The meeting also included some new tools and protocols from the community. New England Biolabs’ Bo Yan presented SMRT-cappable-seq, a method for characterizing operons across an entire bacterial genome. It involves capping the 5’ end of bacterial primary transcripts and using SMRT Sequencing to produce full-length transcripts. Yan said the protocol increases library prep efficiency and accurately defines and links the transcription start site and transcription termination site (something short reads cannot do). A validation project in E. coli revealed 840 novel operons, extending 40% of annotated operons in RegulonDB. In another talk, Manuel Tardaguila from the University of Florida discussed SQANTI, a new tool to perform quality control for long-read transcripts. The pipeline performs classification, curation, and quantification of transcripts to filter out any artifacts and ensure that scientists analyze only the highest-quality results. SQANTI incorporates PacBio data, a reference genome, and other resources to conduct its rigorous evaluation.
We’d like to thank our hosts for the meeting, the Genomics Resource Center, Institute for Genome Sciences at the University of Maryland, as well as our partners: Advanced Analytical Technologies, Diagenode, and Sage Science. And, of course, thanks to all the scientists who took time out of their busy schedules to make this event a success!
A paper from scientists at the National Marrow Donor Program, Center for International Blood and Marrow Transplant Research, Fred Hutchinson Cancer Research Center, and other institutions reports the use of SMRT Sequencing to characterize the challenging killer cell immunoglobulin-like receptor (KIR) region in eight human genomes. By sequencing full-length fosmids, they found previously unreported haplotype structures.
“Revealing Complete Complex KIR Haplotypes Phased By Long-Read Sequencing Technology” comes from lead author David Roe, senior author Martin Maiers, and collaborators. They targeted the KIR region — which has implications in autoimmune disease, transplantation, infections, and more — because it has historically been very challenging to sequence. Containing as many as 16 genes and pseudogenes, the highly homologous KIR haplotypes are shaped by tandem duplications, deletions, and frequent recombination. “These characteristics of homology, repetitiveness, and structural diversity have made the region difficult to haplotype,” the scientists note. “A sequencing approach that precisely captures the complexity of KIR haplotypes for functional annotation is desirable.”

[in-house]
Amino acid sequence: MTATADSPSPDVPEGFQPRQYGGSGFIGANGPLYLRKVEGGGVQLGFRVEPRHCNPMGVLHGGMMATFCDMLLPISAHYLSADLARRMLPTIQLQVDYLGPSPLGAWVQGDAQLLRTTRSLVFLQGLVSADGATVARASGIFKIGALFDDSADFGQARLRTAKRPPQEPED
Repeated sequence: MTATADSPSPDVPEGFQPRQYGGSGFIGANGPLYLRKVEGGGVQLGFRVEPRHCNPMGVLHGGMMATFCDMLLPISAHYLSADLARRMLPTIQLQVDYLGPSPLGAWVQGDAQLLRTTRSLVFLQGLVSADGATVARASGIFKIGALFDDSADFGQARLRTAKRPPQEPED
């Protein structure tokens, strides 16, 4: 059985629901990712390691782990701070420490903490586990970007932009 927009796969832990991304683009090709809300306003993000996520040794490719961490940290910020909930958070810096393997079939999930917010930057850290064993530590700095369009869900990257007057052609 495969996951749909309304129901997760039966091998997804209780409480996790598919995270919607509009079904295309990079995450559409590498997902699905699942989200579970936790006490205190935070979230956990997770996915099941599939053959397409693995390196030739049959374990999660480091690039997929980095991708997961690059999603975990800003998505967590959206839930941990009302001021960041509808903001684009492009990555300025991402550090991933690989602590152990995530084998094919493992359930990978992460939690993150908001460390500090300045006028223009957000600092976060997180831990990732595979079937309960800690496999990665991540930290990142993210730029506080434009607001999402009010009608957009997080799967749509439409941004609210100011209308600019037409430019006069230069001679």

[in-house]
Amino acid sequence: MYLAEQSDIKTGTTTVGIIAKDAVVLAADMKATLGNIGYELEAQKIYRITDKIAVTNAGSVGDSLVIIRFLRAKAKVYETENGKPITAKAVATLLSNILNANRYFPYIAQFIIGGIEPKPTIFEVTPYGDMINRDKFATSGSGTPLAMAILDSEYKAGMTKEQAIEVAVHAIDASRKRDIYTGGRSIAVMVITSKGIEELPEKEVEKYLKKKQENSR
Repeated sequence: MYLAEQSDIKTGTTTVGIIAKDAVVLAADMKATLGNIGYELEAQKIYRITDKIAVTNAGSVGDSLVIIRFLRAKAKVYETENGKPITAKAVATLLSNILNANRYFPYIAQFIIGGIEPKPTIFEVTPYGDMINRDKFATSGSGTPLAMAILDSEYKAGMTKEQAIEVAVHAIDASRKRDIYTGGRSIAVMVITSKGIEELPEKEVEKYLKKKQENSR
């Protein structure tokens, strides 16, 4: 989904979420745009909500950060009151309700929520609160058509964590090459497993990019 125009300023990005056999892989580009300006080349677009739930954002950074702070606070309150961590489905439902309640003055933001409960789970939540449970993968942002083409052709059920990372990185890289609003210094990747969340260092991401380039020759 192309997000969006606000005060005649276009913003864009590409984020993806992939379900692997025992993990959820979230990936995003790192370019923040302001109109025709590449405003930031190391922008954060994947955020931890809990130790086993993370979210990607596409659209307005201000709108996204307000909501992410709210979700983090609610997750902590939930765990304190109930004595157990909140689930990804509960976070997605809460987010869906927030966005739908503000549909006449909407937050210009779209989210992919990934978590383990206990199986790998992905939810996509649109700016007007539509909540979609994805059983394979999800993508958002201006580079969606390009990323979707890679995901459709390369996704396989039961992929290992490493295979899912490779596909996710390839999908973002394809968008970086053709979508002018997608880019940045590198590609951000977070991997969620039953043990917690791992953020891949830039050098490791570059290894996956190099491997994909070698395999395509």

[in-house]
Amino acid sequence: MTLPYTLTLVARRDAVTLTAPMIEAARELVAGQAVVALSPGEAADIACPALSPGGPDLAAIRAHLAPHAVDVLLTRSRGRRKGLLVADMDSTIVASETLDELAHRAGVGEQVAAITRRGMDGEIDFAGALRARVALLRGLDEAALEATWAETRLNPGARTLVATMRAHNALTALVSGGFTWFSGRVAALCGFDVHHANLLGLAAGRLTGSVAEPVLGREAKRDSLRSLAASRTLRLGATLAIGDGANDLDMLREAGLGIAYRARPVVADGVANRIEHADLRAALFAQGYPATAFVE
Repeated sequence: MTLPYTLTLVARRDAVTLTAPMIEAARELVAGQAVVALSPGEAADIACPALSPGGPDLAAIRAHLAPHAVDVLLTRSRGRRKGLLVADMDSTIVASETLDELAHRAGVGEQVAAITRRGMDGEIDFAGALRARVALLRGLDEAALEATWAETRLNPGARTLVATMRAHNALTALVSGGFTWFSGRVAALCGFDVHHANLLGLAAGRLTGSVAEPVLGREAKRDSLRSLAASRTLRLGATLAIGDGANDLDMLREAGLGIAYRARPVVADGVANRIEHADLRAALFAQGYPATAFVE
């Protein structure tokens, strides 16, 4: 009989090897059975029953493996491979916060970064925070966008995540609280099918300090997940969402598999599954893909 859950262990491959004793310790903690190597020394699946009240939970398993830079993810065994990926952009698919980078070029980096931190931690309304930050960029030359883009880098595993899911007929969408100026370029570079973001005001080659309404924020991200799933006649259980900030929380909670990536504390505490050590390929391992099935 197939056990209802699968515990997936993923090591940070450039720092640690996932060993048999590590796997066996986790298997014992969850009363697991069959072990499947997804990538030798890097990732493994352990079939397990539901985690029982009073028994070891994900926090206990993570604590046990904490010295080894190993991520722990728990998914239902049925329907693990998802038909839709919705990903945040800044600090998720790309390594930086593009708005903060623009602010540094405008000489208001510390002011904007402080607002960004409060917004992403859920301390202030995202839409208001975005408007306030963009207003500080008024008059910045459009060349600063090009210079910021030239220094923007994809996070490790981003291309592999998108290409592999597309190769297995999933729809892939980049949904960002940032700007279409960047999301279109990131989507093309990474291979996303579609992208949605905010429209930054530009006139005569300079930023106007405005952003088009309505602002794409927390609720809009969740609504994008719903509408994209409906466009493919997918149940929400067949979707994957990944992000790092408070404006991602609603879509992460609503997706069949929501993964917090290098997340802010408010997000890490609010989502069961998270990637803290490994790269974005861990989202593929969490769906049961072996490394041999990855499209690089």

To that end, they incorporated SMRT Sequencing, which produces reads long enough to span fosmids. “Using this method, we have for the first time comprehensively sequenced and phased sixteen KIR haplotypes from eight individuals without imputation,” the authors report. “Sixteen haplotypes from eight individuals were completely and [unambiguously] sequenced except for two haplotypes whose KIR3DL3 genes were not captured in the fosmid and a small gap in one of the haplotypes, located in a repetitive insertion spanning over 100,000 bp.” Haplotypes were as short as 69 kb and as long as 269 kb, and included four novel structures. The team also uncovered a new gene fusion as well as previously unreported structural variants.